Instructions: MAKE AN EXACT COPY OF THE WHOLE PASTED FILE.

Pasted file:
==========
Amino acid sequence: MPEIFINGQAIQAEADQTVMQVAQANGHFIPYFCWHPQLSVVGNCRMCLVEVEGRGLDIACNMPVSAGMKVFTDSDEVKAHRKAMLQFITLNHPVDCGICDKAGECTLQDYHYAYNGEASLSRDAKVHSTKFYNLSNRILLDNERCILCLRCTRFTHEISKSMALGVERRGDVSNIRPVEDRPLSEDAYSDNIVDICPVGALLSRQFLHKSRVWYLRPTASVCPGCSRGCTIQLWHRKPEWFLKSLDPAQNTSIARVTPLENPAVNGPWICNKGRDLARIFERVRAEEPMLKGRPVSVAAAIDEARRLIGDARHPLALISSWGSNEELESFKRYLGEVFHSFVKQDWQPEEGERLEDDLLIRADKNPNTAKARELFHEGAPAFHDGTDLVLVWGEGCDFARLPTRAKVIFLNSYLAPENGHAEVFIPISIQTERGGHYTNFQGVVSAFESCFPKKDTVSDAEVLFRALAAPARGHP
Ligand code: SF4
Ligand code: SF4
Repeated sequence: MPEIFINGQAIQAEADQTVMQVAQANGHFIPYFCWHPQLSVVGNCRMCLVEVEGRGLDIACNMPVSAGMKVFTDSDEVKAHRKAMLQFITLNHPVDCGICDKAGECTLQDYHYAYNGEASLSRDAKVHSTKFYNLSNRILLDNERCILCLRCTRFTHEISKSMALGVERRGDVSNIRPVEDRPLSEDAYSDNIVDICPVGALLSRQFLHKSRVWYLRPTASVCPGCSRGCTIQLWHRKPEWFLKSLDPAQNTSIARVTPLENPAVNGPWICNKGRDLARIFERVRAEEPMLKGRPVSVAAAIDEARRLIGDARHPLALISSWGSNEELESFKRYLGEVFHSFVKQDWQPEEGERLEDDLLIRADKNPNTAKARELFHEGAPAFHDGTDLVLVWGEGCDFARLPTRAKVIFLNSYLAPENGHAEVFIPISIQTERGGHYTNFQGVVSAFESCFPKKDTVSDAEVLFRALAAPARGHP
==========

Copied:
Amino acid sequence: MPEIFINGQAIQAEADQTVMQVAQANGHFIPYFCWHPQLSVVGNCRMCLVEVEGRGLDIACNMPVSAGMKVFTDSDEVKAHRKAMLQFITLNHPVDCGICDKAGECTLQDYHYAYNGEASLSRDAKVHSTKFYNLSNRILLDNERCILCLRCTRFTHEISKSMALGVERRGDVSNIRPVEDRPLSEDAYSDNIVDICPVGALLSRQFLHKSRVWYLRPTASVCPGCSRGCTIQLWHRKPEWFLKSLDPAQNTSIARVTPLENPAVNGPWICNKGRDLARIFERVRAEEPMLKGRPVSVAAAIDEARRLIGDARHPLALISSWGSNEELESFKRYLGEVFHSFVKQDWQPEEGERLEDDLLIRADKNPNTAKARELFHEGAPAFHDGTDLVLVWGEGCDFARLPTRAKVIFLNSYLAPENGHAEVFIPISIQTERGGHYTNFQGVVSAFESCFPKKDTVSDAEVLFRALAAPARGHP
Ligand code: SF4
Ligand code: SF4
Repeated sequence: MPEIFINGQAIQAEADQTVMQVAQANGHFIPYFCWHPQLSVVGNCRMCLVEVEGRGLDIACNMPVSAGMKVFTDSDEVKAHRKAMLQFITLNHPVDCGICDKAGECTLQDYHYAYNGEASLSRDAKVHSTKFYNLSNRILLDNERCILCLRCTRFTHEISKSMALGVERRGDVSNIRPVEDRPLSEDAYSDNIVDICPVGALLSRQFLHKSRVWYLRPTASVCPGCSRGCTIQLWHRKPEWFLKSLDPAQNTSIARVTPLENPAVNGPWICNKGRDLARIFERVRAEEPMLKGRPVSVAAAIDEARRLIGDARHPLALISSWGSNEELESFKRYLGEVFHSFVKQDWQPEEGERLEDDLLIRADKNPNTAKARELFHEGAPAFHDGTDLVLVWGEGCDFARLPTRAKVIFLNSYLAPENGHAEVFIPISIQTERGGHYTNFQGVVSAFESCFPKKDTVSDAEVLFRALAAPARGHP